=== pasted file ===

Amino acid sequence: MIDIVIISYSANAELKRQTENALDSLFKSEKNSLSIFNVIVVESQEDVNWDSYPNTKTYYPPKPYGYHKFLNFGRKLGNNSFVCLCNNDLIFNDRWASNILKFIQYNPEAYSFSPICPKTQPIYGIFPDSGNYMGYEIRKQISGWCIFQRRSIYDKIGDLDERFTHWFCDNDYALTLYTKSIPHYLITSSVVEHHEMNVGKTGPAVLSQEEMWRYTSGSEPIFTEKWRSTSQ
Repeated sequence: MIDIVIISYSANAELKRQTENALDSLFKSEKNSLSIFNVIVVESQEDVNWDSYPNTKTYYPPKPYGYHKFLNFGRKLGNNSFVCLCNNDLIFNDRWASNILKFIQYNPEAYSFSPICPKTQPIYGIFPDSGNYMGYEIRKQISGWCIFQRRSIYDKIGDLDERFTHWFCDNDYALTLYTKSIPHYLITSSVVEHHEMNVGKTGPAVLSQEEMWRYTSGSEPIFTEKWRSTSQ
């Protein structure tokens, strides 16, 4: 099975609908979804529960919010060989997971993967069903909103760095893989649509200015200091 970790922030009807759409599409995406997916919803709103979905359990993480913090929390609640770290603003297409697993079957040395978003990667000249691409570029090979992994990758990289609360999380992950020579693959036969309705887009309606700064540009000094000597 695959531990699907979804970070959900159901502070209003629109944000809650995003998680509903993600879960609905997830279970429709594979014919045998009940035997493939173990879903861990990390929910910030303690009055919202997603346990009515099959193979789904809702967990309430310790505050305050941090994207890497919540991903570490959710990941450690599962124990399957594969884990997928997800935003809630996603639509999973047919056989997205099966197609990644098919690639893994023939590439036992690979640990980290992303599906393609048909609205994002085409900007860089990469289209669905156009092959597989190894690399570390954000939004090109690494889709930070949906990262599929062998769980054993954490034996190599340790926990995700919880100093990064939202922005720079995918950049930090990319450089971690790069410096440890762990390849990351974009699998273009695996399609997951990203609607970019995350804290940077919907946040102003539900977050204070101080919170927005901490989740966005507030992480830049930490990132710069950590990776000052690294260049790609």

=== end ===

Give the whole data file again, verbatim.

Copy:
Amino acid sequence: MIDIVIISYSANAELKRQTENALDSLFKSEKNSLSIFNVIVVESQEDVNWDSYPNTKTYYPPKPYGYHKFLNFGRKLGNNSFVCLCNNDLIFNDRWASNILKFIQYNPEAYSFSPICPKTQPIYGIFPDSGNYMGYEIRKQISGWCIFQRRSIYDKIGDLDERFTHWFCDNDYALTLYTKSIPHYLITSSVVEHHEMNVGKTGPAVLSQEEMWRYTSGSEPIFTEKWRSTSQ
Repeated sequence: MIDIVIISYSANAELKRQTENALDSLFKSEKNSLSIFNVIVVESQEDVNWDSYPNTKTYYPPKPYGYHKFLNFGRKLGNNSFVCLCNNDLIFNDRWASNILKFIQYNPEAYSFSPICPKTQPIYGIFPDSGNYMGYEIRKQISGWCIFQRRSIYDKIGDLDERFTHWFCDNDYALTLYTKSIPHYLITSSVVEHHEMNVGKTGPAVLSQEEMWRYTSGSEPIFTEKWRSTSQ
């Protein structure tokens, strides 16, 4: 099975609908979804529960919010060989997971993967069903909103760095893989649509200015200091 970790922030009807759409599409995406997916919803709103979905359990993480913090929390609640770290603003297409697993079957040395978003990667000249691409570029090979992994990758990289609360999380992950020579693959036969309705887009309606700064540009000094000597 695959531990699907979804970070959900159901502070209003629109944000809650995003998680509903993600879960609905997830279970429709594979014919045998009940035997493939173990879903861990990390929910910030303690009055919202997603346990009515099959193979789904809702967990309430310790505050305050941090994207890497919540991903570490959710990941450690599962124990399957594969884990997928997800935003809630996603639509999973047919056989997205099966197609990644098919690639893994023939590439036992690979640990980290992303599906393609048909609205994002085409900007860089990469289209669905156009092959597989190894690399570390954000939004090109690494889709930070949906990262599929062998769980054993954490034996190599340790926990995700919880100093990064939202922005720079995918950049930090990319450089971690790069410096440890762990390849990351974009699998273009695996399609997951990203609607970019995350804290940077919907946040102003539900977050204070101080919170927005901490989740966005507030992480830049930490990132710069950590990776000052690294260049790609």